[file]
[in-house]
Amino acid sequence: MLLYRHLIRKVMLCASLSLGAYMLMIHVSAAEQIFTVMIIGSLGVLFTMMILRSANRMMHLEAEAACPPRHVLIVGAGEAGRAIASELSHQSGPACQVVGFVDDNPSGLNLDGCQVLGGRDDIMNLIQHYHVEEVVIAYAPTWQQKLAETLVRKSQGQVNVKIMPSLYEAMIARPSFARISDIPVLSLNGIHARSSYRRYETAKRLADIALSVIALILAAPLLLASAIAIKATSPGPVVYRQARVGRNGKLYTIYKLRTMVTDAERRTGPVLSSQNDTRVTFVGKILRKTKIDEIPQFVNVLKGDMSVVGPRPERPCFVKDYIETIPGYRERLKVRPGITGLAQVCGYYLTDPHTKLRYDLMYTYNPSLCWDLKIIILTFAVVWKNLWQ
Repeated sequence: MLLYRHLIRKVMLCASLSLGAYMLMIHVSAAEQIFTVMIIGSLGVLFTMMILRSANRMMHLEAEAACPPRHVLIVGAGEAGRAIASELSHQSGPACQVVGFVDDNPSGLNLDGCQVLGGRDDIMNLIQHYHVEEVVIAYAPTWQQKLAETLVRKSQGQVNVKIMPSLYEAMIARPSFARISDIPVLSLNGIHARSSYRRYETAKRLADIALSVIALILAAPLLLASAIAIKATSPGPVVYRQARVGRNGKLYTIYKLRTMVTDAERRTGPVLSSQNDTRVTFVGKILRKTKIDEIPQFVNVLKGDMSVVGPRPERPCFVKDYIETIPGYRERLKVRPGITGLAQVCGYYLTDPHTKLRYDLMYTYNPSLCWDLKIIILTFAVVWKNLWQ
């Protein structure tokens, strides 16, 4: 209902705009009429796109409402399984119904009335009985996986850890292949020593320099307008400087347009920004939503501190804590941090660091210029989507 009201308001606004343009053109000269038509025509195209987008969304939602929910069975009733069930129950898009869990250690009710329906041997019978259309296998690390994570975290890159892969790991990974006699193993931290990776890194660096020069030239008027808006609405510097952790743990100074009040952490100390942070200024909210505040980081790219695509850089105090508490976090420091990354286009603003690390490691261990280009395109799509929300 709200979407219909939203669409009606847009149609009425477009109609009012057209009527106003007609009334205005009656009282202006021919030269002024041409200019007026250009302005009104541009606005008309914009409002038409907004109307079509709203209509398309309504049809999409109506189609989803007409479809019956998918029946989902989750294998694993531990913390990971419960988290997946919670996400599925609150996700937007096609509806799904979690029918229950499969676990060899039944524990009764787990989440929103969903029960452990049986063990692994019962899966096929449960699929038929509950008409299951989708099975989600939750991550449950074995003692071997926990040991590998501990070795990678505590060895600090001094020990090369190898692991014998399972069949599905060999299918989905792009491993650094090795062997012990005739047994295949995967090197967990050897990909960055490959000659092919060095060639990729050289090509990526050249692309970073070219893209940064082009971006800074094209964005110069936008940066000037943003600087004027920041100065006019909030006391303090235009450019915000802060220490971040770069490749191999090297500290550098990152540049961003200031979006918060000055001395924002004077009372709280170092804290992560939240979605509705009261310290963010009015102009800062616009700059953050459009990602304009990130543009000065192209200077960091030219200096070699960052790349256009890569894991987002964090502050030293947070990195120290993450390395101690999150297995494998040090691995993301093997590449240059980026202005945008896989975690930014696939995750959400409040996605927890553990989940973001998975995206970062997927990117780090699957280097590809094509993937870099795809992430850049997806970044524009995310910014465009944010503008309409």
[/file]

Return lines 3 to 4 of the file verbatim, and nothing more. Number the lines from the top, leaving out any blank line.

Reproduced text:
Repeated sequence: MLLYRHLIRKVMLCASLSLGAYMLMIHVSAAEQIFTVMIIGSLGVLFTMMILRSANRMMHLEAEAACPPRHVLIVGAGEAGRAIASELSHQSGPACQVVGFVDDNPSGLNLDGCQVLGGRDDIMNLIQHYHVEEVVIAYAPTWQQKLAETLVRKSQGQVNVKIMPSLYEAMIARPSFARISDIPVLSLNGIHARSSYRRYETAKRLADIALSVIALILAAPLLLASAIAIKATSPGPVVYRQARVGRNGKLYTIYKLRTMVTDAERRTGPVLSSQNDTRVTFVGKILRKTKIDEIPQFVNVLKGDMSVVGPRPERPCFVKDYIETIPGYRERLKVRPGITGLAQVCGYYLTDPHTKLRYDLMYTYNPSLCWDLKIIILTFAVVWKNLWQ
């Protein structure tokens, strides 16, 4: 209902705009009429796109409402399984119904009335009985996986850890292949020593320099307008400087347009920004939503501190804590941090660091210029989507 009201308001606004343009053109000269038509025509195209987008969304939602929910069975009733069930129950898009869990250690009710329906041997019978259309296998690390994570975290890159892969790991990974006699193993931290990776890194660096020069030239008027808006609405510097952790743990100074009040952490100390942070200024909210505040980081790219695509850089105090508490976090420091990354286009603003690390490691261990280009395109799509929300 709200979407219909939203669409009606847009149609009425477009109609009012057209009527106003007609009334205005009656009282202006021919030269002024041409200019007026250009302005009104541009606005008309914009409002038409907004109307079509709203209509398309309504049809999409109506189609989803007409479809019956998918029946989902989750294998694993531990913390990971419960988290997946919670996400599925609150996700937007096609509806799904979690029918229950499969676990060899039944524990009764787990989440929103969903029960452990049986063990692994019962899966096929449960699929038929509950008409299951989708099975989600939750991550449950074995003692071997926990040991590998501990070795990678505590060895600090001094020990090369190898692991014998399972069949599905060999299918989905792009491993650094090795062997012990005739047994295949995967090197967990050897990909960055490959000659092919060095060639990729050289090509990526050249692309970073070219893209940064082009971006800074094209964005110069936008940066000037943003600087004027920041100065006019909030006391303090235009450019915000802060220490971040770069490749191999090297500290550098990152540049961003200031979006918060000055001395924002004077009372709280170092804290992560939240979605509705009261310290963010009015102009800062616009700059953050459009990602304009990130543009000065192209200077960091030219200096070699960052790349256009890569894991987002964090502050030293947070990195120290993450390395101690999150297995494998040090691995993301093997590449240059980026202005945008896989975690930014696939995750959400409040996605927890553990989940973001998975995206970062997927990117780090699957280097590809094509993937870099795809992430850049997806970044524009995310910014465009944010503008309409």